Marriage is rarely an easy union for anyone. Under the best of circumstances, it takes much love, devotion, and commitment between partners to make this relationship work. Unfortunately, there is no rule book or owner’s manual that guarantees success.
Trying to give advice on how to make a marriage work is tricky, especially when speaking in general terms, because what might work for one couple might be exactly wrong for another. One thing is clear to those who are married or have been married: communication between partners is critical.
There must be a mutually agreed upon process for each partner to express themselves and be heard by the other to have a chance for a happy and healthy relationship. Nowhere is this more critical than when there is a hardship that places more than usual stress on the marriage.
Situations such as a death of a loved one, serious accidents, critical illnesses, or very stressful external events can place undue pressure on the relationship. These trying times can sometimes make or break a marriage.
When a trying and difficult life event occurs, it becomes mandatory that the lines of communication are wide open and honest between a husband and wife. There is little room for thwarted intentions, suppressed negative emotions, and unfulfilled expectations that creates ongoing and potentially destructive conflicts. There is no luxury of denial or procrastination. A deep and respectful understanding of one another helps to make it OK to express oneself and then listen to the other without judgement and condemnation.
For a simplistic example, research tells us that the majority of men tend to prefer the left side of their brain to help steer them through life, whereas the majority of women by their nature tend to be more feeling, and utilise their right brain preferentially. This sometimes makes communication strained by the different language of the different sources. This has been called the source of ‘the battle of the sexes’.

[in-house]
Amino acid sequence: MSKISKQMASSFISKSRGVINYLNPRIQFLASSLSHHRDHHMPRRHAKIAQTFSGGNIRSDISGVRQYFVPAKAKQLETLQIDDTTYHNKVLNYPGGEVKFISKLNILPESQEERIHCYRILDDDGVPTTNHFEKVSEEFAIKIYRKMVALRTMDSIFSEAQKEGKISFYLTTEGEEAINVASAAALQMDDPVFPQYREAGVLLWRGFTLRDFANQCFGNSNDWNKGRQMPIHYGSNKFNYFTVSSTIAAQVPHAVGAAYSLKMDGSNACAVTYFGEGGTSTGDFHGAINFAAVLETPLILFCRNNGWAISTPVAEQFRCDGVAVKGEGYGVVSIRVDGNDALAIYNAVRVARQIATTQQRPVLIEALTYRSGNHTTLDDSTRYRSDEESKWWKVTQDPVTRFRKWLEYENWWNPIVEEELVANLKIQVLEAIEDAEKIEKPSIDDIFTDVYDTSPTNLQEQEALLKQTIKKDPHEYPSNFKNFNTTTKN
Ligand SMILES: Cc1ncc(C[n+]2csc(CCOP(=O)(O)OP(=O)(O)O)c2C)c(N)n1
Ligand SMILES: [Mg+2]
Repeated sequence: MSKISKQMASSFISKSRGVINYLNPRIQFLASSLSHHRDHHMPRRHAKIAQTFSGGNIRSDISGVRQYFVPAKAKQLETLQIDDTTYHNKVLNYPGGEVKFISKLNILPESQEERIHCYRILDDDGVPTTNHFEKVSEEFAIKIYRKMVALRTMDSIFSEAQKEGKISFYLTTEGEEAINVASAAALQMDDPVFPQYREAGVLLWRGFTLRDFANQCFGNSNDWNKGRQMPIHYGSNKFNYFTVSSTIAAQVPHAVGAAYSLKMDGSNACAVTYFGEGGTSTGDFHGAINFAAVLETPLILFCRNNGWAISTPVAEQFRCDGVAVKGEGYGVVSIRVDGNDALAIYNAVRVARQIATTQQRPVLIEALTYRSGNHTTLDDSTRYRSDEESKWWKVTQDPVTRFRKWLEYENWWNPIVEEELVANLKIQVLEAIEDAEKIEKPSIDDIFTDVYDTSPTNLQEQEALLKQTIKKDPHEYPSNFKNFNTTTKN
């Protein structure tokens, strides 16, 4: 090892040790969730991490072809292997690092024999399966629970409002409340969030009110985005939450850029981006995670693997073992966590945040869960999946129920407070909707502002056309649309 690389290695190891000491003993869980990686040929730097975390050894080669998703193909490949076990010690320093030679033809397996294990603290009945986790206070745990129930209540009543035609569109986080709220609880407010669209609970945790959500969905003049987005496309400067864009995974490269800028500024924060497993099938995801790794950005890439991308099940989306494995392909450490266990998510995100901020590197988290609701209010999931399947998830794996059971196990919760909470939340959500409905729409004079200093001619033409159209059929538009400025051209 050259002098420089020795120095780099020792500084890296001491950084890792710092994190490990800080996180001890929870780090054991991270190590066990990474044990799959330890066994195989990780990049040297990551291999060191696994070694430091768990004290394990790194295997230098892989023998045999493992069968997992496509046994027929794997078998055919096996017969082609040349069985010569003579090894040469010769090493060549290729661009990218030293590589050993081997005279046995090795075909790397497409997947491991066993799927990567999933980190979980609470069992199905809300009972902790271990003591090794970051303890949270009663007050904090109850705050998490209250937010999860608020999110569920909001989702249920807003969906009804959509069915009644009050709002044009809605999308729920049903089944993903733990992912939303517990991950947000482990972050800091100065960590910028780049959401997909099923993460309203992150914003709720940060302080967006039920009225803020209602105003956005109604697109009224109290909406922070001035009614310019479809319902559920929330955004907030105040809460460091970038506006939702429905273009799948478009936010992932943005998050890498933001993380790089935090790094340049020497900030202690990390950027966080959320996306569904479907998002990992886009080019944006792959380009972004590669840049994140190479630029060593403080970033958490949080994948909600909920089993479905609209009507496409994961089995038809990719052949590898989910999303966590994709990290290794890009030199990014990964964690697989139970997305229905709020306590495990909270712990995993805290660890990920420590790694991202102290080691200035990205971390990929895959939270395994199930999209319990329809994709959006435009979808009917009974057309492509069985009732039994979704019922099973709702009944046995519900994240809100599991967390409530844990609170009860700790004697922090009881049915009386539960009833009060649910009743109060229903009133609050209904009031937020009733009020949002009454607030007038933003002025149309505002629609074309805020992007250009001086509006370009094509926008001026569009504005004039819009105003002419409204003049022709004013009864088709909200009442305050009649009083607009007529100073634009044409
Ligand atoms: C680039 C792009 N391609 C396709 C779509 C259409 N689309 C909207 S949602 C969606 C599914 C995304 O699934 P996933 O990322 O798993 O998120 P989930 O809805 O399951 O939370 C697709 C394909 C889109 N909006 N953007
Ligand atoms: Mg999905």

In times of conflict the ‘thinking’ man might want to sort things out logically in order to solve the problem. The ‘feeling’ women will probably need emotional support first and foremost. Can you see how a situation can be conflictive just because of these differences?
Another example is the introversion/extroversion temperament trait that can create differences of opinions and perceptions. In times of suffering or sorrow, the introvert may need time to be alone to sort things out where the extrovert needs to talk it out and be listened to. Can you see that what works for one will be entirely wrong for the other? How can we overcome these differences?
Knowing these and other conflicts of the different temperaments ahead of time will make the process of conflict resolution more tolerable. This can help to create peaceful and mutually acceptable solutions to our problems. How do I know this? I know this from my own personal experience as my wife and I are opposites in every way. Both of us learned the hard way how our differences can lead to communication problems.
I found that conflict has no possible resolution when our egos are in control and we stand our ground in order to prove our way ‘right’ and the other way ‘wrong’. These are the conditions that create separation, alienation and breakdowns. This is how breakups have their beginnings, middle and end. If both partners become entrenched in their ways and don’t recognise the needs of the other, relationships can become disastrous.
Losing sight of your partner’s needs may happen if there is not enough commitment to the benefits of the relationship. Becoming engrossed in one’s own concerns can be too easy under stressful conditions.
So, what it the lesson to be learned here? Smooth seas don’t make for skillful sailors. Tough times are opportunities to create stronger than normal relationships. If we look at our problems in this manner, anything can be solved.
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